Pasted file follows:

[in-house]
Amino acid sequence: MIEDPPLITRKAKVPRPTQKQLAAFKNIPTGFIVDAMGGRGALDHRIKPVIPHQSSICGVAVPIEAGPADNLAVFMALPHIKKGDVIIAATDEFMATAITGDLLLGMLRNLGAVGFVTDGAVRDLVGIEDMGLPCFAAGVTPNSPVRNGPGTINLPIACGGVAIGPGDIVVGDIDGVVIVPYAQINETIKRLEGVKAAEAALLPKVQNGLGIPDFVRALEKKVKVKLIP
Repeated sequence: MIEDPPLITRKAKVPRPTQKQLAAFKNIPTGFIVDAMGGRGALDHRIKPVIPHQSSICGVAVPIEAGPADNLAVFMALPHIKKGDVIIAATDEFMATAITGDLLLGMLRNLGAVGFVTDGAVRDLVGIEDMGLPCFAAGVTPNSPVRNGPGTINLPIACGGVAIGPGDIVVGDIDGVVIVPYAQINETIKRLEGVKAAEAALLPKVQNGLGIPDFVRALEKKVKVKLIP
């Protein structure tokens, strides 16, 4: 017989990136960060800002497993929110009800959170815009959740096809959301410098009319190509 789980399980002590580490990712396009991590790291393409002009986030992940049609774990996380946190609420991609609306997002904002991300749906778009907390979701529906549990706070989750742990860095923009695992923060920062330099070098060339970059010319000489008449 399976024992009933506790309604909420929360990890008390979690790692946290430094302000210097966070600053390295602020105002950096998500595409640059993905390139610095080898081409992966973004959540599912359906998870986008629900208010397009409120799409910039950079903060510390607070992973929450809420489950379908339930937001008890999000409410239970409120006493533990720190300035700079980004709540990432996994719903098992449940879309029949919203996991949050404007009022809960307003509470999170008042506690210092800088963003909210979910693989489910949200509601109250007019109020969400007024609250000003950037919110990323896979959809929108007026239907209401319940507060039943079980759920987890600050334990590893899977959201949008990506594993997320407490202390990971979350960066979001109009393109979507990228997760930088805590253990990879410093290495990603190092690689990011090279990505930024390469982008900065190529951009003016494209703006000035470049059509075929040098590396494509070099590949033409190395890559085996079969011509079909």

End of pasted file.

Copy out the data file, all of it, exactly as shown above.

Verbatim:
[in-house]
Amino acid sequence: MIEDPPLITRKAKVPRPTQKQLAAFKNIPTGFIVDAMGGRGALDHRIKPVIPHQSSICGVAVPIEAGPADNLAVFMALPHIKKGDVIIAATDEFMATAITGDLLLGMLRNLGAVGFVTDGAVRDLVGIEDMGLPCFAAGVTPNSPVRNGPGTINLPIACGGVAIGPGDIVVGDIDGVVIVPYAQINETIKRLEGVKAAEAALLPKVQNGLGIPDFVRALEKKVKVKLIP
Repeated sequence: MIEDPPLITRKAKVPRPTQKQLAAFKNIPTGFIVDAMGGRGALDHRIKPVIPHQSSICGVAVPIEAGPADNLAVFMALPHIKKGDVIIAATDEFMATAITGDLLLGMLRNLGAVGFVTDGAVRDLVGIEDMGLPCFAAGVTPNSPVRNGPGTINLPIACGGVAIGPGDIVVGDIDGVVIVPYAQINETIKRLEGVKAAEAALLPKVQNGLGIPDFVRALEKKVKVKLIP
């Protein structure tokens, strides 16, 4: 017989990136960060800002497993929110009800959170815009959740096809959301410098009319190509 789980399980002590580490990712396009991590790291393409002009986030992940049609774990996380946190609420991609609306997002904002991300749906778009907390979701529906549990706070989750742990860095923009695992923060920062330099070098060339970059010319000489008449 399976024992009933506790309604909420929360990890008390979690790692946290430094302000210097966070600053390295602020105002950096998500595409640059993905390139610095080898081409992966973004959540599912359906998870986008629900208010397009409120799409910039950079903060510390607070992973929450809420489950379908339930937001008890999000409410239970409120006493533990720190300035700079980004709540990432996994719903098992449940879309029949919203996991949050404007009022809960307003509470999170008042506690210092800088963003909210979910693989489910949200509601109250007019109020969400007024609250000003950037919110990323896979959809929108007026239907209401319940507060039943079980759920987890600050334990590893899977959201949008990506594993997320407490202390990971979350960066979001109009393109979507990228997760930088805590253990990879410093290495990603190092690689990011090279990505930024390469982008900065190529951009003016494209703006000035470049059509075929040098590396494509070099590949033409190395890559085996079969011509079909």